(a) RT–PCR for ERG transcripts using primers specific for exons 1 and 10, showing amplification of internally deleted transcripts. (b) Immunoblotting using an antibody specific to the C terminus showing the aberrant ERG peptide fragment (approximately 28 kDa) in novel cases in the test cohort, but not in non-novel B- and T-lineage ALL cases. (c) Immunoblotting of lysates from HEK293T cells transfected with MSCV-IRES-GFP vector expressing ERG alt (lane 2), several DUX4/ERG samples with (lanes 3 and 4) or without (lanes 5–7) deletion, and non-DUX4/ERG ALL samples (lanes 8 and 9). The size of the protein expressed from the cloned ERGalt transcript is identical to that of the protein expressed in patients, confirming that this transcript encodes the aberrant C-terminal ERG protein fragment observed in leukemic cells.

Supplementary Figure 8 Detailed analysis of ERG exon 6 alt, the alternative first exon in the ERGalt transcript.

RNA–seq read coverage, the region mapped by RACE and RT–PCR, and read pair mapping at the ERGalt first exon and canonical exon 7 in SJERG026. Coverage for RNA–seq is shown at the top, with the black line marking the exon boundary determined by RACE and RT–PCR. RNA–seq read pairs were sorted by ERGalt exon start site. The forward and reverse reads in a read pair are shown in red and blue, respectively. Cyan color indicates a ‘skipped’ region, i.e., a spliced intron, while gray color indicates a region where a forward read overlaps with a reverse read in a read pair. The black arrow points to the transcription initiation site determined on the basis of RACE that shows a strong bias for reverse reads, as expected from a first exon. The initiation site also matches the highest RNA–seq coverage peak in this region. A small proportion of reads aligned in forward orientation were from unspliced read pairs for which the reverse reads clustered to two additional potential alternative transcription start sites for ERGalt (marked by gray arrows).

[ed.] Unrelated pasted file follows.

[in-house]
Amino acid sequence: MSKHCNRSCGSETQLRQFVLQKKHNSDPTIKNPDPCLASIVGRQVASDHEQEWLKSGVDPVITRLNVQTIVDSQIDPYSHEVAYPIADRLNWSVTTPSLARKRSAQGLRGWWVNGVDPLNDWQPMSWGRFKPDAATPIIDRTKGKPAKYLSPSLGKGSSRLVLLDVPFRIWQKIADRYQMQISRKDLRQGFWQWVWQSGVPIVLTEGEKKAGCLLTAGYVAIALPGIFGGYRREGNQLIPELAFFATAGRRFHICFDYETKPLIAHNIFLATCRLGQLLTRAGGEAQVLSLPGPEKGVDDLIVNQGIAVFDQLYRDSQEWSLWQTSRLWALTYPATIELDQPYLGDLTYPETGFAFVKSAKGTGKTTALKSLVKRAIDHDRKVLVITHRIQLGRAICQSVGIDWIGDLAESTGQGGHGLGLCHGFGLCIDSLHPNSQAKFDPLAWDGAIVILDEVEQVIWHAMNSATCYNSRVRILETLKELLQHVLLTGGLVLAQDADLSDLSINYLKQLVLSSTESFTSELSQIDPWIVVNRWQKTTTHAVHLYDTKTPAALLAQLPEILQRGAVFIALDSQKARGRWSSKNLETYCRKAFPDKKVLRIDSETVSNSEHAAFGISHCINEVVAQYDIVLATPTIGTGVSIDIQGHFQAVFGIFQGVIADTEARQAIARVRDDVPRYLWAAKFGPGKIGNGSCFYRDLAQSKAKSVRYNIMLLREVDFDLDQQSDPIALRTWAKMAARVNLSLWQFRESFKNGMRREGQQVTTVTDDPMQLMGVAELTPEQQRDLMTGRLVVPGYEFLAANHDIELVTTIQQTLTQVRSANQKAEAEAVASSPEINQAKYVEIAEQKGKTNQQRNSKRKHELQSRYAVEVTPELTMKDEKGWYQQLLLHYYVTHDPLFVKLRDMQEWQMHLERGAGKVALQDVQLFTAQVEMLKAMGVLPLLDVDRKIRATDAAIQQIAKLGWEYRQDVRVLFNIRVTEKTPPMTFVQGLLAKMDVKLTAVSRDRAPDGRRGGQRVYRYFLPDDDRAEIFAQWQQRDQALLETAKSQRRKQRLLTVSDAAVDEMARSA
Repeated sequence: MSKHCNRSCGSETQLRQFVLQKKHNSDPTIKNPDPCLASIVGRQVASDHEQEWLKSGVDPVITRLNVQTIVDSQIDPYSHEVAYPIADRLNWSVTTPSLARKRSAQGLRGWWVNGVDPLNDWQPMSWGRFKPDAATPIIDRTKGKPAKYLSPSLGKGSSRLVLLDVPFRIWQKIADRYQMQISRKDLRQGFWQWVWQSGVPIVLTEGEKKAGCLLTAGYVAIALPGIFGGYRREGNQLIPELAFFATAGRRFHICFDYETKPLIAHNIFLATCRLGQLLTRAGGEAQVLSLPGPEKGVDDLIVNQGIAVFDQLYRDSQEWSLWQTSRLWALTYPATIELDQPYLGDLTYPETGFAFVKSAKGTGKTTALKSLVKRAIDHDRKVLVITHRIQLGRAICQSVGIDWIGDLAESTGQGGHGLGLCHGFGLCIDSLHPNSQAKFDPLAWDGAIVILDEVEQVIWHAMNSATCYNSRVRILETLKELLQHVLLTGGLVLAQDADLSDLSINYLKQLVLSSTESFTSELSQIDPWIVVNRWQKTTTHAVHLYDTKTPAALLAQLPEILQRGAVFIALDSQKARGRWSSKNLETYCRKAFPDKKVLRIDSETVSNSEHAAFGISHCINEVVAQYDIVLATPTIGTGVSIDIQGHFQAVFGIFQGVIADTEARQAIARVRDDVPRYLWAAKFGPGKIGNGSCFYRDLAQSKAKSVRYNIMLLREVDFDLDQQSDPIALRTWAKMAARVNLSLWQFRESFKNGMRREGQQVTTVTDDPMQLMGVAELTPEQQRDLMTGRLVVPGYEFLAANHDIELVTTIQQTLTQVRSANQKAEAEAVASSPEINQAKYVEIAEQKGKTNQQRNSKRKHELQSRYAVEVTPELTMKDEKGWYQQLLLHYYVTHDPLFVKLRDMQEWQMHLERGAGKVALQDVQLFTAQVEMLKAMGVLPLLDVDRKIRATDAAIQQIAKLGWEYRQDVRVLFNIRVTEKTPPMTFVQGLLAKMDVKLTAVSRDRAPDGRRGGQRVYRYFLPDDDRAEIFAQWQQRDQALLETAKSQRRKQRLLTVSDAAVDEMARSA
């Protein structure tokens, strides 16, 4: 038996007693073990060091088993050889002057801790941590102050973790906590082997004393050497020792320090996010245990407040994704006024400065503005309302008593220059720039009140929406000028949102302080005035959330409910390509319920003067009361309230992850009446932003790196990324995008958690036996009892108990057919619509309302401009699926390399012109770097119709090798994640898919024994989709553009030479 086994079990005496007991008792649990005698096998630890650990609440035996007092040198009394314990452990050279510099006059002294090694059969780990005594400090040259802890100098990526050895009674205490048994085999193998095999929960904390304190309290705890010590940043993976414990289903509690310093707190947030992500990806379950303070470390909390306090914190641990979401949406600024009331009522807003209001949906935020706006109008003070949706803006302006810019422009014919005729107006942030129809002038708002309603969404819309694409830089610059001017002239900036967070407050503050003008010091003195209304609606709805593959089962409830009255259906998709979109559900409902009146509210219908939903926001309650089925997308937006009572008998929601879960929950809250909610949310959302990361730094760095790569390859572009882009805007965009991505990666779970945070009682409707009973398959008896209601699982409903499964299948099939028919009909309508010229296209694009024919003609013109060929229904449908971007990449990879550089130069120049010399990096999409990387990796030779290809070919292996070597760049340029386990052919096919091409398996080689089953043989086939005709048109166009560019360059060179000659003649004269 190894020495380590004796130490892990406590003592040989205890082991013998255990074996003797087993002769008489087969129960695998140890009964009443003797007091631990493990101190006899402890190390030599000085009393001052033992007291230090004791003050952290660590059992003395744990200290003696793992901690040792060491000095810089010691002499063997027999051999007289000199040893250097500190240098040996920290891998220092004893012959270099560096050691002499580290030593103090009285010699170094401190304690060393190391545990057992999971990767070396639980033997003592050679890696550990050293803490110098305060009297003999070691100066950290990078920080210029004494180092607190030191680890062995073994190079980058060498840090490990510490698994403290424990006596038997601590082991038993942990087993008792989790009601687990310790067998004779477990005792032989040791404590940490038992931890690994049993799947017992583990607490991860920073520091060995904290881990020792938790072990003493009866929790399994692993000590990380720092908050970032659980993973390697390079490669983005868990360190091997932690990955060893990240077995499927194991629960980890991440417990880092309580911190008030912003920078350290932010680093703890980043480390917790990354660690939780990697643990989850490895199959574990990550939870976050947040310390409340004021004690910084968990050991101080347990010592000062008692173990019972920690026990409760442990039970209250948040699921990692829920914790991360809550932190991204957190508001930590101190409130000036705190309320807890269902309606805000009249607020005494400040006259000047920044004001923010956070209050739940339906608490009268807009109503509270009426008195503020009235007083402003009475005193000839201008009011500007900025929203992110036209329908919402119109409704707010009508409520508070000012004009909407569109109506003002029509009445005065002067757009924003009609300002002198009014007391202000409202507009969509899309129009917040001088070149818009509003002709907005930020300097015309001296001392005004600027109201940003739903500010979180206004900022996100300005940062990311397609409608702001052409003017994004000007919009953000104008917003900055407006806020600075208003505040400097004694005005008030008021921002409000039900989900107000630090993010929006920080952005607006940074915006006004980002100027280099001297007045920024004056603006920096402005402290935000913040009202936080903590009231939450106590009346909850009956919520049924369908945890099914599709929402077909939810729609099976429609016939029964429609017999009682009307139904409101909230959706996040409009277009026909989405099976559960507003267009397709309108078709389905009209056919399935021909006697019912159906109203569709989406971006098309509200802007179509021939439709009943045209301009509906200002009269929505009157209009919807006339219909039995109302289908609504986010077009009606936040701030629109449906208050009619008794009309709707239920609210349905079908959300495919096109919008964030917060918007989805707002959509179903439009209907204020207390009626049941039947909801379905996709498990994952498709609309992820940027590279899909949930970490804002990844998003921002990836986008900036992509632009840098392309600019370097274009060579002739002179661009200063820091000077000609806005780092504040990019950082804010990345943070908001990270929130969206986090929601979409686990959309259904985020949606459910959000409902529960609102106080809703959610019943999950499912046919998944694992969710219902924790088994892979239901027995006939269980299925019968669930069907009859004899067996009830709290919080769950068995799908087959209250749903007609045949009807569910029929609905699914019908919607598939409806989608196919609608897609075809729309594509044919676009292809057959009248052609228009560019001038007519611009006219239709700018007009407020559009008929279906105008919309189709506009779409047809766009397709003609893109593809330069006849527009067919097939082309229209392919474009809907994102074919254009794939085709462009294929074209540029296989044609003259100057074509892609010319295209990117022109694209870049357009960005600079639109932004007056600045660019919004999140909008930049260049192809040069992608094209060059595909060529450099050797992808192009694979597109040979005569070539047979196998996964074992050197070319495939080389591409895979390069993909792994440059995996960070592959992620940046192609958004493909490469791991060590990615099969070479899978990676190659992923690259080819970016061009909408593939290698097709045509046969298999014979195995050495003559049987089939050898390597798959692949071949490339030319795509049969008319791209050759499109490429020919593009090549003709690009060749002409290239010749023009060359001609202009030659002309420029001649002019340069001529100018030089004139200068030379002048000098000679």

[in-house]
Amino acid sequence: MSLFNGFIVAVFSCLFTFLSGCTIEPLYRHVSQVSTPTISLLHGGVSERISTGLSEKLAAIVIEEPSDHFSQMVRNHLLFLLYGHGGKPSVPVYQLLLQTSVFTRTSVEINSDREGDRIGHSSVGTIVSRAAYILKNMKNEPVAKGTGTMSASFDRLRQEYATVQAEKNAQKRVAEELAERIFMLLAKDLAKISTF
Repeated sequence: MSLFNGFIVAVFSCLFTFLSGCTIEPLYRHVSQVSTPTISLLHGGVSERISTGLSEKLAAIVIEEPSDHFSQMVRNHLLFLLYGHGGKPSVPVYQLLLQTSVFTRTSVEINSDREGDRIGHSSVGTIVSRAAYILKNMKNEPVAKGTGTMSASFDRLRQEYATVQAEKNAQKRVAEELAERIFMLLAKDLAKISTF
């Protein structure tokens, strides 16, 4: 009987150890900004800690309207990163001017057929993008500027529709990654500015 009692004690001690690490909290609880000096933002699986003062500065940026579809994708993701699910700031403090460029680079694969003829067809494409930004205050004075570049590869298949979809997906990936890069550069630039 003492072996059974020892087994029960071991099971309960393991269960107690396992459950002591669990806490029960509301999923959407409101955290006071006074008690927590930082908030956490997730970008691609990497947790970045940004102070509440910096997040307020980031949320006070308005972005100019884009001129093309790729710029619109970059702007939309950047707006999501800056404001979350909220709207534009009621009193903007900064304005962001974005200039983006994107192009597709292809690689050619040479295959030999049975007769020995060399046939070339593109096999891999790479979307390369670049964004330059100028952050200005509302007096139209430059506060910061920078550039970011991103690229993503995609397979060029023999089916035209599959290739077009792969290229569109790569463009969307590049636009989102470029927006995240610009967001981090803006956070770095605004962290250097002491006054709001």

Supplementary Figure 9 ERG transcriptional levels and intron retention in DUX4/ERG cases.

RNA–seq coverage (y axis) in the genomic region encoding ERG exons 5–10 (RefSeq accession NM_182918) for three tumors with ERG alt expression (top) and three tumors without ERG alt expression (bottom). The location of the ERGalt exon is marked in red and indicated by an arrow. Samples appended with an asterisk (e.g., SJERG016 above and SJERG031 below) are those that harbor ERG focal deletion. Aberrant expression of intron 6 is higher in ERGalt-negative samples (bottom) than in ERGalt-positive samples (top).

Supplementary Figure 10 Identification, expression and localization of ALE, a long noncoding RNA in DUX4/ERG ALL.

(a) UCSC WGL plot of transcriptome sequencing data at ERG for a representative case, SJERG003, showing peaks of coverage representing ERG exons, and a region of coverage proximal to the ERG isoform 1 (NM_182918) locus. (b,c) Stranded total RNA–seq data for the same case. (b) The sense strand shows coverage corresponding to a four-exon noncoding RNA, with exon junctions shown below the WGL plot as red bars and the numbers to the left of each bar corresponding to the number of exon–exon junctions. (c,d) Antisense sequencing data corresponding to coding ERG transcripts (c) and the number of annotated (green) and non-annotated (red) junctions shown as bars (d). Note the high number of reads corresponding to ERG alt (exon 6 alt to exon 7) junctions. (e) RT–PCR for expression of ALE (antisense long noncoding RNA associated with ERG) showing two spliced isoforms. (f) Sequential RNA and DNA FISH showing that expressed ALE transcripts are retained at the ERG locus, in contrast to coding ERG transcripts, which are dispersed throughout the nucleus.